Considering adaptation in preference elicitations.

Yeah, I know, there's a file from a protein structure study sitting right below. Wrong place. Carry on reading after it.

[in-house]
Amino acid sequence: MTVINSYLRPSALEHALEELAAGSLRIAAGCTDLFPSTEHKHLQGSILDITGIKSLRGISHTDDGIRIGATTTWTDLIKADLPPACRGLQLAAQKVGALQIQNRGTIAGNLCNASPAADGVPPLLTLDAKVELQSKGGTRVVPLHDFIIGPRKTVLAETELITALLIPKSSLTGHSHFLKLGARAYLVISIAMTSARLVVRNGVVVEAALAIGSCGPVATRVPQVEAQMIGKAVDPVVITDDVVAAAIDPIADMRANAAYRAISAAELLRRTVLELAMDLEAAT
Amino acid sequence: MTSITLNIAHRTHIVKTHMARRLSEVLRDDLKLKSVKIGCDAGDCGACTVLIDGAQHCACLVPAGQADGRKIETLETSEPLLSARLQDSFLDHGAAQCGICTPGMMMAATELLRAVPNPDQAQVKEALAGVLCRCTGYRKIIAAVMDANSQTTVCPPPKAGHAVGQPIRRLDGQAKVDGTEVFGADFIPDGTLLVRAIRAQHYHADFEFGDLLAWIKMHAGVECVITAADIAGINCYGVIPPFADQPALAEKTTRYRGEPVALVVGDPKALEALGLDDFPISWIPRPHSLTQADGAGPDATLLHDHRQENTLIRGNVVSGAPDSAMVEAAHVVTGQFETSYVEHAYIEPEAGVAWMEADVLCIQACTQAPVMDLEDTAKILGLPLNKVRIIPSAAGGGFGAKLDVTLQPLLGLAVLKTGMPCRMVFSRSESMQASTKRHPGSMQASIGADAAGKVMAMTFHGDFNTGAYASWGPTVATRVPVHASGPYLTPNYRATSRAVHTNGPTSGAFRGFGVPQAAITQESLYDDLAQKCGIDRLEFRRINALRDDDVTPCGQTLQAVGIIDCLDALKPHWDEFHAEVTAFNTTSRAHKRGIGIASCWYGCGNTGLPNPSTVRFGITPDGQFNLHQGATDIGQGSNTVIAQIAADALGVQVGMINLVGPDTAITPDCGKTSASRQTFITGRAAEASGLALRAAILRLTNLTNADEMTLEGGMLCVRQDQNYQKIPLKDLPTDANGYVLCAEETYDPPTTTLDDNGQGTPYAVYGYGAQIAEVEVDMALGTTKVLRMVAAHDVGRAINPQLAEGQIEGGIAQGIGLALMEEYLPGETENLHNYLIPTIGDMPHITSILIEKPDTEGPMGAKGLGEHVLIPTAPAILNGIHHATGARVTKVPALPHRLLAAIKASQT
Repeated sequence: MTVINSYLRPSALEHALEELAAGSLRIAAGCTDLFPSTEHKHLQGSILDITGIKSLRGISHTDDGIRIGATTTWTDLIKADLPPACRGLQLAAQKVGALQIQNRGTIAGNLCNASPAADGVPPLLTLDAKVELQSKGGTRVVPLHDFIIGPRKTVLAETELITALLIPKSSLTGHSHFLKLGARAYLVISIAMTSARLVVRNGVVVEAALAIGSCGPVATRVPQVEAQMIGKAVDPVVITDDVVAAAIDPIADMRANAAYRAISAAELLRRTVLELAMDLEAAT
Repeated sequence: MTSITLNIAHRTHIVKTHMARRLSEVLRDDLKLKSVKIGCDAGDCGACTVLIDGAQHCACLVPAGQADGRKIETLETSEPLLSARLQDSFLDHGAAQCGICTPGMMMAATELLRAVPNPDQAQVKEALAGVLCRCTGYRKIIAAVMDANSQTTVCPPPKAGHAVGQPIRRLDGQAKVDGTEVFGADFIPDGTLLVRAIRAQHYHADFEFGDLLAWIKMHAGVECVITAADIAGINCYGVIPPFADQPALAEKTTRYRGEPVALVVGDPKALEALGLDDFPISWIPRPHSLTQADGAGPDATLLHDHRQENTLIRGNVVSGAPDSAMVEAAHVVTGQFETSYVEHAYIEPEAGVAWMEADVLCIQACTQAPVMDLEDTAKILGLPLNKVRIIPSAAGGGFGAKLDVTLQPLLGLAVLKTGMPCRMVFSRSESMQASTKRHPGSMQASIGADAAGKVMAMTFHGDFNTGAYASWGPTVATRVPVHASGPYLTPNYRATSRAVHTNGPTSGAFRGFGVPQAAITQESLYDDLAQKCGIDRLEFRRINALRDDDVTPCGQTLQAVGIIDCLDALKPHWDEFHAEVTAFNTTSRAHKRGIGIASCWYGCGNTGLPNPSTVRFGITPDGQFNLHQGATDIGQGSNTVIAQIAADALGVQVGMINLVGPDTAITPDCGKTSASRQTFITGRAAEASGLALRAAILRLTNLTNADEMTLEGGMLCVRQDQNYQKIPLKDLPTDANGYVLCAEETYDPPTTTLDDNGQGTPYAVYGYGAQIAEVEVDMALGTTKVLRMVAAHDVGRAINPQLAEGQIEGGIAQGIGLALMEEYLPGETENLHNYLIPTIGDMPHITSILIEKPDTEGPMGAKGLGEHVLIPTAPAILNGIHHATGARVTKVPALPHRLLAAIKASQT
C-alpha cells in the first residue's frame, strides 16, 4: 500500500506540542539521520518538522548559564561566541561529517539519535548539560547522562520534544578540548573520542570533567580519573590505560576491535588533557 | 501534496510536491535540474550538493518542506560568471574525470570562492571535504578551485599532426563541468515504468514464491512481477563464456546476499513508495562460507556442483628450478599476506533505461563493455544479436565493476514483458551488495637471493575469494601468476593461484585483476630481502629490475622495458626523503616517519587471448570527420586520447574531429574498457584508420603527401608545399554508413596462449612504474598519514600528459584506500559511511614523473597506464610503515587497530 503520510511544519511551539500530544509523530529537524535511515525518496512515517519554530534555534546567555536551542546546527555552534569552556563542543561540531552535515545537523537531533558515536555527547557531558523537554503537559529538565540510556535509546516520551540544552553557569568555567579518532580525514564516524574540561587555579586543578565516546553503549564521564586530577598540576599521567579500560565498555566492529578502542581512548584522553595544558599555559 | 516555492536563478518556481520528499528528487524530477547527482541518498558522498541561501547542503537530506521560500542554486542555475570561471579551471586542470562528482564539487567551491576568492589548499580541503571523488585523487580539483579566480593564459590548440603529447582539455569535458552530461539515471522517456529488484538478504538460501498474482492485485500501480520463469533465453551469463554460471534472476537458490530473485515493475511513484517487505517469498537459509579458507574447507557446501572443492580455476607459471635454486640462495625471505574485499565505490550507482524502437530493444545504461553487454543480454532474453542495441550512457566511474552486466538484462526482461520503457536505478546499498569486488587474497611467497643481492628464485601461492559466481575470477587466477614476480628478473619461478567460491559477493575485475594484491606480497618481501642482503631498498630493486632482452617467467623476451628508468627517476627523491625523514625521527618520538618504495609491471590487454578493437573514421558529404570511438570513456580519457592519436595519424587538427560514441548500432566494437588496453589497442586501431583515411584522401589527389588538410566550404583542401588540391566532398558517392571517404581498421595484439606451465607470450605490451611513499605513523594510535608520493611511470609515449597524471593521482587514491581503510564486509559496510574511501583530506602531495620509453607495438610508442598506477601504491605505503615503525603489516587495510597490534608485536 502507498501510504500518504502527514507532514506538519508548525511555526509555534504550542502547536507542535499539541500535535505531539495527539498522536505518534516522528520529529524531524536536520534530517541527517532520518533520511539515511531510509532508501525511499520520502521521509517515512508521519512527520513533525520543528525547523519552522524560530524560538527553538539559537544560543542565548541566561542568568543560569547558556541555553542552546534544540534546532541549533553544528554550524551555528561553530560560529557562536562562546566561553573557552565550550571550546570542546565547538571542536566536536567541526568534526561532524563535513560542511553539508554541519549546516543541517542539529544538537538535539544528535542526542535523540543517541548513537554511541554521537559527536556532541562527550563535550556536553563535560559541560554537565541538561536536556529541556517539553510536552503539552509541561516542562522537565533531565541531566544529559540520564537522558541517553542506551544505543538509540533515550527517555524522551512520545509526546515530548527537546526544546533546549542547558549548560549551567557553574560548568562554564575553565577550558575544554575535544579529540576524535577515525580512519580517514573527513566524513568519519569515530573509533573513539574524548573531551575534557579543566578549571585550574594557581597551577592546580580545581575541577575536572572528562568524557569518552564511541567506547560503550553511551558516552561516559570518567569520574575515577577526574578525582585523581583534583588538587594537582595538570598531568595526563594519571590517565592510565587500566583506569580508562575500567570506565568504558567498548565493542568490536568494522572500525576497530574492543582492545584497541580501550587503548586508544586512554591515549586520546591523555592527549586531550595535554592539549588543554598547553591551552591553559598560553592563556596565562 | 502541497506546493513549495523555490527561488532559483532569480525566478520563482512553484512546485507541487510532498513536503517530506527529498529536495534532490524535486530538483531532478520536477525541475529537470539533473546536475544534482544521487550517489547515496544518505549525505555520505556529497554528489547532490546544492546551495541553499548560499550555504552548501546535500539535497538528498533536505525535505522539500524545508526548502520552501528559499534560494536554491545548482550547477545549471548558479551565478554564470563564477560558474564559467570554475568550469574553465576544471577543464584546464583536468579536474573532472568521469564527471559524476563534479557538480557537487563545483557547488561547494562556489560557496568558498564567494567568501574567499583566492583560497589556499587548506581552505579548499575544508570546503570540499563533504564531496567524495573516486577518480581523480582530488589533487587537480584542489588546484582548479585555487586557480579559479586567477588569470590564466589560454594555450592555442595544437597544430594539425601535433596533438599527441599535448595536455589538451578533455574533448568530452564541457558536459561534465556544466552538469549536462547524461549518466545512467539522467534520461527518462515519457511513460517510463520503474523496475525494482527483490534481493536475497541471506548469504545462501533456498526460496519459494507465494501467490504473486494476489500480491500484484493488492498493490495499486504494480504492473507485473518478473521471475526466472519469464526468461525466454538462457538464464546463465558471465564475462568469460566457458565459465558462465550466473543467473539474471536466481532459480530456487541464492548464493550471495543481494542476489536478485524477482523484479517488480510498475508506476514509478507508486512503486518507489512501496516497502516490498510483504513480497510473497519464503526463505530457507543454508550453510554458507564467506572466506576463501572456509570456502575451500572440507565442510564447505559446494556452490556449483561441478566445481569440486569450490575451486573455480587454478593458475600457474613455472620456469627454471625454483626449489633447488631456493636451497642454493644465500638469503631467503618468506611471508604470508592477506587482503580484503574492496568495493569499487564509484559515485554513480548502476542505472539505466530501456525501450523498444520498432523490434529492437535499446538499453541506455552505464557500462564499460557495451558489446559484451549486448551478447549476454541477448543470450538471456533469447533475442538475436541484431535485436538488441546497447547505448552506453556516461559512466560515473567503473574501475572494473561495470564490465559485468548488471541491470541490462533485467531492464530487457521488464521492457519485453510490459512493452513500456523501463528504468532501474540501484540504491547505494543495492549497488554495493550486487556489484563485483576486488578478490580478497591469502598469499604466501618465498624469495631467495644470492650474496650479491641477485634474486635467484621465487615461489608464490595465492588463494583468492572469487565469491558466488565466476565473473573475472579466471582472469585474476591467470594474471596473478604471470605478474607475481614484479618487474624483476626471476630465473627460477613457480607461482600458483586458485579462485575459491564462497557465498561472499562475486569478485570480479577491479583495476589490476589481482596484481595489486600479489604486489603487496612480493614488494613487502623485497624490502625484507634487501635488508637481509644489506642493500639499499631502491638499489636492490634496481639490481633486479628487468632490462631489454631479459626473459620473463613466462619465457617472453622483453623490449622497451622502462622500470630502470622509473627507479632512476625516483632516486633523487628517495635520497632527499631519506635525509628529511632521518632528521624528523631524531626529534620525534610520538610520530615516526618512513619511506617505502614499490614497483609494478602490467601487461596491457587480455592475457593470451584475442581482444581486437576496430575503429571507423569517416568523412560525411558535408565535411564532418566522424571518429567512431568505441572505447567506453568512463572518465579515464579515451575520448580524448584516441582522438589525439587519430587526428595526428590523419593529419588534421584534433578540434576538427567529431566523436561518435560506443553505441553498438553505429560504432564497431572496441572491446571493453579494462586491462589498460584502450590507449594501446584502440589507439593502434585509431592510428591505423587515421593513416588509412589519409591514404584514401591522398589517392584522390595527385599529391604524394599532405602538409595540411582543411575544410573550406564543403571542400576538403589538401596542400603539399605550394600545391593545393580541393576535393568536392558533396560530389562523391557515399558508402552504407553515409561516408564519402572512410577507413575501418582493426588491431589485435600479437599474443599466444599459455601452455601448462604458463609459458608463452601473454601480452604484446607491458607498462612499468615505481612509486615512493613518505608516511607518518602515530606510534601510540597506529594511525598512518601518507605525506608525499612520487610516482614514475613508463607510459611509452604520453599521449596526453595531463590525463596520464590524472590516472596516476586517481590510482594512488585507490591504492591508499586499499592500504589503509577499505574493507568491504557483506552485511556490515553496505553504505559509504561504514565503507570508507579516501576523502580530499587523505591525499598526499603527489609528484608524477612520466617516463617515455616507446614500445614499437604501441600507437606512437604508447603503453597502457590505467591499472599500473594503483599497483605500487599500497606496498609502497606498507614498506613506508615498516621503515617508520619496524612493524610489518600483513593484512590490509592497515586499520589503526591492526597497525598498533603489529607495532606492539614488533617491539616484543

Objective: Patients with chronic health conditions usually place higher utility on their condition than the public does. One explanation for this discrepancy is that healthy people focus on the negative aspects of the condition without considering their own ability to emotionally adapt to the condition over time. The aim of this randomized experimental study was to test whether people would give higher utility ratings for chronic health conditions when they were encouraged to consider their own ability to adapt to difficult situations before giving their ratings. Main Outcome Measure: Utility ratings for four chronic health conditions. Results: The authors presented scenarios describing 4 chronic health conditions to 1,117 respondents drawn from a demographically balanced U.S. Internet panel. The adaptation exercise did not influence respondents’ valuations. However, utility values increasingly improved with decreasing ratings of how upsetting it would be to live with the condition over time. Conclusion: The authors speculate that asking people to think about adaptation changes their evaluations of what it would feel like to live with chronic illness, but doing so does not change how much they are willing to trade off to avoid that chronic illness.

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